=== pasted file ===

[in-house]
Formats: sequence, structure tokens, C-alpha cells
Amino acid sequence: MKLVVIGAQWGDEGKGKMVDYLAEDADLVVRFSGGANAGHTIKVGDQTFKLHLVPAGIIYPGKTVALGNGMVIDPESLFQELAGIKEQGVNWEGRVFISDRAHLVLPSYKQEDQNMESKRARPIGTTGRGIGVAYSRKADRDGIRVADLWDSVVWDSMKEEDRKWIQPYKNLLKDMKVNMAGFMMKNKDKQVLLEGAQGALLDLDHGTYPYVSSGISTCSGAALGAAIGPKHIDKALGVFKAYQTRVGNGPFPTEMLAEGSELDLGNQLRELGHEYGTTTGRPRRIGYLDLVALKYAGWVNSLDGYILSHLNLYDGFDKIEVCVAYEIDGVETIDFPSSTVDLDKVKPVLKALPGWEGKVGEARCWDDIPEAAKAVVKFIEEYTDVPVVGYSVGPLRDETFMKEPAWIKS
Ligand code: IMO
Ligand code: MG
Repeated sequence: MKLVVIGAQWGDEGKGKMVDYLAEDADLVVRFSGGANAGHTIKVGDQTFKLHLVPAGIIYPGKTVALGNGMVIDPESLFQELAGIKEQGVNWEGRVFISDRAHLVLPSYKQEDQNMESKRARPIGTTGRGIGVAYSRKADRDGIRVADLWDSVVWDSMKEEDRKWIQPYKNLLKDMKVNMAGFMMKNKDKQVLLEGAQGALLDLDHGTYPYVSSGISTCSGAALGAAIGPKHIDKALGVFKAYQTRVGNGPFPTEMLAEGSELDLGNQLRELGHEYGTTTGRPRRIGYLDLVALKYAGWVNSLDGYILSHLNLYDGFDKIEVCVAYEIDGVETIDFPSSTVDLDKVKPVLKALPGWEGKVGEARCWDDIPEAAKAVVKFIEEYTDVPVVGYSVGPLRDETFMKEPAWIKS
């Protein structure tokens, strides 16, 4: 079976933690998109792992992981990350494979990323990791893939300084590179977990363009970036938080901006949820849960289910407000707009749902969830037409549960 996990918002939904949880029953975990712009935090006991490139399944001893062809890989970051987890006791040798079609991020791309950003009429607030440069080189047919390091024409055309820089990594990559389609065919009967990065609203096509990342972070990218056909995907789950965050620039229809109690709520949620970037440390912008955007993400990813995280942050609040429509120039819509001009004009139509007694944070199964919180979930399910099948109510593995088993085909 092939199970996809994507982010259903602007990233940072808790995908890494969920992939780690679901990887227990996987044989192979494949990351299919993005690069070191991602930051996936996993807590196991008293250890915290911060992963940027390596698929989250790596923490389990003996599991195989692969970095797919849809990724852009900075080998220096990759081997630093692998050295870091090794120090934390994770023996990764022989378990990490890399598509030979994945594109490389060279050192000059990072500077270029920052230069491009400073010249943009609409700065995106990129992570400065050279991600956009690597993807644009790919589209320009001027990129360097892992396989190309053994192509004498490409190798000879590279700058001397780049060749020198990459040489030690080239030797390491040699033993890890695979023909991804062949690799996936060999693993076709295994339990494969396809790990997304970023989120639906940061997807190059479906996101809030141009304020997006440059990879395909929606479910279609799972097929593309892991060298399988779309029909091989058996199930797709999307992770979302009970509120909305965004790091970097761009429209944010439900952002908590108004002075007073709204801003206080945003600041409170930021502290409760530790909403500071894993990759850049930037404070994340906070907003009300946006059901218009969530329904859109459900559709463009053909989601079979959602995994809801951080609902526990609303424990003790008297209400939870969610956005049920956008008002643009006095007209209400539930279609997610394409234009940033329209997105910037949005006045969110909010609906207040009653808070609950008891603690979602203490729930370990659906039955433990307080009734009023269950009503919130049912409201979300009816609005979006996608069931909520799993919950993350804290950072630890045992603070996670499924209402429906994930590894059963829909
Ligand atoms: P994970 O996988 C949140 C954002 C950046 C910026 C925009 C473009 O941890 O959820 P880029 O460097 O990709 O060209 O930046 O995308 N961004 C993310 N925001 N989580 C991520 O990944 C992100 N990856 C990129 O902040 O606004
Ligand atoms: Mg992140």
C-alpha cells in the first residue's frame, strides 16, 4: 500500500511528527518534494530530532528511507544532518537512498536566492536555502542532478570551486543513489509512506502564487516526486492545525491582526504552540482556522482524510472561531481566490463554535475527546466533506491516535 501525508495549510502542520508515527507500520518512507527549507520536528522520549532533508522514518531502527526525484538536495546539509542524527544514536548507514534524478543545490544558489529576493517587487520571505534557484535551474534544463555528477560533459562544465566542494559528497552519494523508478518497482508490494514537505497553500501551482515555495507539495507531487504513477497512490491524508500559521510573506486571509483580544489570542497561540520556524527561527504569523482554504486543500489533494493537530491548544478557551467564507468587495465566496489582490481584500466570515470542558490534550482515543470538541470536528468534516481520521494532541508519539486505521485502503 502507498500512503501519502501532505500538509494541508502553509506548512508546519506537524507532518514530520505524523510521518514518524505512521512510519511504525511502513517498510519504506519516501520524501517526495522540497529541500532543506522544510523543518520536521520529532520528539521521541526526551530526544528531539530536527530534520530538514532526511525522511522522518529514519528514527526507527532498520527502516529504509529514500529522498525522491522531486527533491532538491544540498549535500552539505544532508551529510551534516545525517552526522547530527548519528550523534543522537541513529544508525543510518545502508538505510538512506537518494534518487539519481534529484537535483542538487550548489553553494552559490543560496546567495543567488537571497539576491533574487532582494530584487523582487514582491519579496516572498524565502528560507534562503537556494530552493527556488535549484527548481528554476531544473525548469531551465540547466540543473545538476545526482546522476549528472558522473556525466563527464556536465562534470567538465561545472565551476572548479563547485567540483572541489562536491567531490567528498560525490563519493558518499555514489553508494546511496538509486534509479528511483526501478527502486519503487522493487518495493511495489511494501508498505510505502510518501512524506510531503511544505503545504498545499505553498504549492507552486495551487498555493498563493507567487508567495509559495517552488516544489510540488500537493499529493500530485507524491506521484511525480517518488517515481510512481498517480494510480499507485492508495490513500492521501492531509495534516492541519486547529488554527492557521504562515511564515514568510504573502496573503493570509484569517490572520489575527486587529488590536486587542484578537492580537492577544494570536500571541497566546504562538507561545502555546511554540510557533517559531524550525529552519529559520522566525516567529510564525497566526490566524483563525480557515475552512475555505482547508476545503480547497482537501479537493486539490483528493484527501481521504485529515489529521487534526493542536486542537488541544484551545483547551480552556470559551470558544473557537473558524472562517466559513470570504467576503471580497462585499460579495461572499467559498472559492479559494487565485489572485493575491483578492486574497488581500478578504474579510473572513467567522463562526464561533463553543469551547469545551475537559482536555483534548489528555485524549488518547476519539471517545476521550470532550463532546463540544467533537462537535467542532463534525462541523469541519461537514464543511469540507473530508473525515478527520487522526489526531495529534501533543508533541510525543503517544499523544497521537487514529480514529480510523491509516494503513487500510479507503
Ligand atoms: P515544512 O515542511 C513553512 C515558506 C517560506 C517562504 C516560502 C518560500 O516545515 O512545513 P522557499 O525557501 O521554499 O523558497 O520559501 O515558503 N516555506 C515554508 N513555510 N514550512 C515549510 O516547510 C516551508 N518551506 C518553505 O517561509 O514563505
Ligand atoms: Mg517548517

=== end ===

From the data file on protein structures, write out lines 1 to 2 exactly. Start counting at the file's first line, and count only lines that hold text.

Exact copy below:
[in-house]
Formats: sequence, structure tokens, C-alpha cells